The drastic rise in teen suicide rates

Teen suicide death rates have risen 35% since 1999.
Teen suicide death rates have risen 35% since 1999.
Burak the Weekend

As COVID-19 swept through the nation, so did the rise in teen suicide rates in certain states; including Oklahoma, reported Charlie Health., and overall, a jump of 35% since 1999.  

As years have progressed teen suicide has drastically risen. Suicide is reported as the main cause of death in teens ages 13-14 by FAU Teen Suicide Study There are many reasons that could be the cause of this from the underdevelopment of the prefrontal cortex to the home life of the teen.  

Charlie Health states that the science behind teens impulsivity in committing suicide is due to the “underdeveloped prefrontal cortex” which does not fully develop until your mid- 20s. Giving teens a sheer curtain to see a solution to a short-term problem, “They also might not fully understand that suicide is a permanent response, not a solution, to a short-term problem,” Mayo Clinic reported.  

Mayo clinic stated that teens mostly feel an overwhelming stress of being a teen and find it hard to cope with, “They might have a very hard time dealing with rejection, failure, breakups, school troubles or family problems.”  

Story continues below advertisement

There can be other contributing factors such as the influence of social media on growing and developing teenagers. Although there is no direct evidence social media is known to decrease the amount of sleep, increase the likely hood of cyberbullying, and provide more availability to suicide-related content, reported Psychology Today. 

Freshmen and sophomore counselor and former therapist Carlissa Baker said it’s more than just brain science and the pandemic, but about the home life and what students grow up in.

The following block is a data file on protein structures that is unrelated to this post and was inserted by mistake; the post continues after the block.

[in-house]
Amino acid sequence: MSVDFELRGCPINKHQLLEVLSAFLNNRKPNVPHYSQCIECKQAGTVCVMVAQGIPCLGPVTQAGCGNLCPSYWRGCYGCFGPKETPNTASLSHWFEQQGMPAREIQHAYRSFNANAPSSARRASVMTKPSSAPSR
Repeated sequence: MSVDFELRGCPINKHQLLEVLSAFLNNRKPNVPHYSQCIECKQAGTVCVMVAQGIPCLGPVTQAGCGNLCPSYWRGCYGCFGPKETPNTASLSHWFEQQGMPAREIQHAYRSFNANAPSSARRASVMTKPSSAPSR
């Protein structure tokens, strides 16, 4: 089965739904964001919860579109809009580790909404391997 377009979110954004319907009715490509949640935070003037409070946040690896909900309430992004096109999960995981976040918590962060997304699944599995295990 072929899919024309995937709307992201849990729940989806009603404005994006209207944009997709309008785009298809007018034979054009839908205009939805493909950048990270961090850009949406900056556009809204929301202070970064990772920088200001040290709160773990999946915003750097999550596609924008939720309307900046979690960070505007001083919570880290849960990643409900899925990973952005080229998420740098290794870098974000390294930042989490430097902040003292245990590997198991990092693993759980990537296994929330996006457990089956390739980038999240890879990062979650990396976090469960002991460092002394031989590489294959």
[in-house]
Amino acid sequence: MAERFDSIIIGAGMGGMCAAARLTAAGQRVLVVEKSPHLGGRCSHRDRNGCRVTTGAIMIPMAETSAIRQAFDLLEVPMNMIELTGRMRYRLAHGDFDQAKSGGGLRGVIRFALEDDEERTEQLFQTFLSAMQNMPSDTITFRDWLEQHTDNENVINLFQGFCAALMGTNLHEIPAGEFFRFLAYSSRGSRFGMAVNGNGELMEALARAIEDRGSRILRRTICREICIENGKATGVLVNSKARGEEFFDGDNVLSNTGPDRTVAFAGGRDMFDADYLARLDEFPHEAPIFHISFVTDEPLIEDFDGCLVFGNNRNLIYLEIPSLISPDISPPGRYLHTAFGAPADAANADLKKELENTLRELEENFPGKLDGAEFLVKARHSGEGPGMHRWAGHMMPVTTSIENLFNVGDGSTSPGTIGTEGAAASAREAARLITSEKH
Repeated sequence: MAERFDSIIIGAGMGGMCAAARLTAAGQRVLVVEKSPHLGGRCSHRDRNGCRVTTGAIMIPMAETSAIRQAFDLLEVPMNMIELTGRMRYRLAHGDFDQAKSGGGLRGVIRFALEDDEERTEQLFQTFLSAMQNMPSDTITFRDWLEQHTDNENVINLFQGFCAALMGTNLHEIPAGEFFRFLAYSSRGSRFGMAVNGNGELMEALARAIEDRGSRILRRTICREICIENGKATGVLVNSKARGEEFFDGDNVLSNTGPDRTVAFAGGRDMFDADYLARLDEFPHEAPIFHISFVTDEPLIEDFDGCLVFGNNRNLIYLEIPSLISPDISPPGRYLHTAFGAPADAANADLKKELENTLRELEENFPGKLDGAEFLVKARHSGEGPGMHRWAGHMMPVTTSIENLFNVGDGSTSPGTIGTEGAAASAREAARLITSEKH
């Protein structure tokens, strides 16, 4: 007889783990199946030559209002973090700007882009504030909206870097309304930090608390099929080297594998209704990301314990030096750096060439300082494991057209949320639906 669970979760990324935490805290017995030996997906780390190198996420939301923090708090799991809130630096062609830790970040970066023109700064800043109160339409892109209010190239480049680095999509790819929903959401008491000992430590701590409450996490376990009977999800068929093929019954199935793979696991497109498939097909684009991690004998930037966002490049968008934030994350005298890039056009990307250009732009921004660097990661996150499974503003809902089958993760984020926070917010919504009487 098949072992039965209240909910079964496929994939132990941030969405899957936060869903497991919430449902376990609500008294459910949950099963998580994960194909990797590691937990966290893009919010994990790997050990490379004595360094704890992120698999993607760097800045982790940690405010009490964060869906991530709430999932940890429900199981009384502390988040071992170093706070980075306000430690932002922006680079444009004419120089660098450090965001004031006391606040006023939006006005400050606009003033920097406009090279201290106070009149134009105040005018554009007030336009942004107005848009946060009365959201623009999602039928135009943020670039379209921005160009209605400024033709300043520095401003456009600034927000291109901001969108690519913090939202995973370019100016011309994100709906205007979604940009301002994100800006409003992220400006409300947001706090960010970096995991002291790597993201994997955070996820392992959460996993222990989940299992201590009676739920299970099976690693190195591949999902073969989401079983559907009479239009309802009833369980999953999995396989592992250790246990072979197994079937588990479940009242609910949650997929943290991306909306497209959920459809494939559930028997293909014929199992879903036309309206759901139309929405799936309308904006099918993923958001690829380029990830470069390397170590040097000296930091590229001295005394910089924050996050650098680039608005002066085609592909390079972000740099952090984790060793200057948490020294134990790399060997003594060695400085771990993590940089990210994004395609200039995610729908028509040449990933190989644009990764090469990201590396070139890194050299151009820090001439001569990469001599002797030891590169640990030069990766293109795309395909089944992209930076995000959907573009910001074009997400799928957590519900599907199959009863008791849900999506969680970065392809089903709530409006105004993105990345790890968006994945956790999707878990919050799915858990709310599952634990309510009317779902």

“If they feel like they are comfortable communicating about the uncomfortable with their parents, they will have someone to confide in at hard times,” Baker said. 

Baker also said that the communication barrier created between parents affects teens throughout their entire lives, with all the adults they interact with.  


What to do when you or someone you know is suffering with suicidal thoughts: 

Speak up 

The truth is if no one knows, nobody can help you. If you know someone who is suffering from these thoughts take it seriously and help them find someone who can help them.  

AT HCP you can submit an anonymous statement through HICD Cares and tell the counselors someone is suffering so they can keep an eye on them and check in.  

If you are suffering, you can talk to a counselor, an adult, a parent, or anyone with whom you feel safe. You can also call 988 and talk to a professional. You are not in this alone, and the pain does not have to last forever.  

Try to avoid being alone 

Although being alone might seem like the right choice, being surrounded by others can help tremendously.  

Create a safe environment 

Store away medications, sharp objects, and weapons around those who are suicidal.  

Give an open and inviting environment for teens to speak about their struggles without the fear of being punished.  

Get help 

“Healing is painful, but that is because you are healing hurt,” said Baker, “But guess what? You are healing.” 

Find something that helps you. This can be who you surround yourself with, talking to someone, creating a routine, talking to a medical professional, or even journaling.  

Find the positive 

Everyday there is something that went right. Something to be grateful for. Find those little things and cherish them, find appreciation for them and life at the same time.  

Become aware and educated 

Learn the signs for suicide and other mental disorders. How to prevent these things and how to help yourself and others, and how to recover after an attempt.  

We as a community can grow and learn about suicide to help prevent the loss of loved ones, and everyone who surrounds us. Post signs for helplines. Talk to counselors. Ask for help when you need it. Always remember you are never alone.

Call 988 for immediate suicide help.  

Call 911 for emergencies.  

Leave a Comment
Donate to The Marionette
Our Goal

Your donation will support the student journalists of Harding Charter Preparatory High School. Your contribution will allow us to cover our annual website hosting costs.

More to Discover
About the Contributor
Emma Attig, Editor in Chief
Hi it's me, Emma Attig :) I am a returning staff member, and a senior. I have hopes of writing articles about current events, points of interest from students, and personal stories. I love athletics and controversial topics. I hope to create an open and honest voice for our student body!
Donate to The Marionette
Our Goal

Comments (0)

All The Marionette Picks Reader Picks Sort: Newest

Your email address will not be published. Required fields are marked *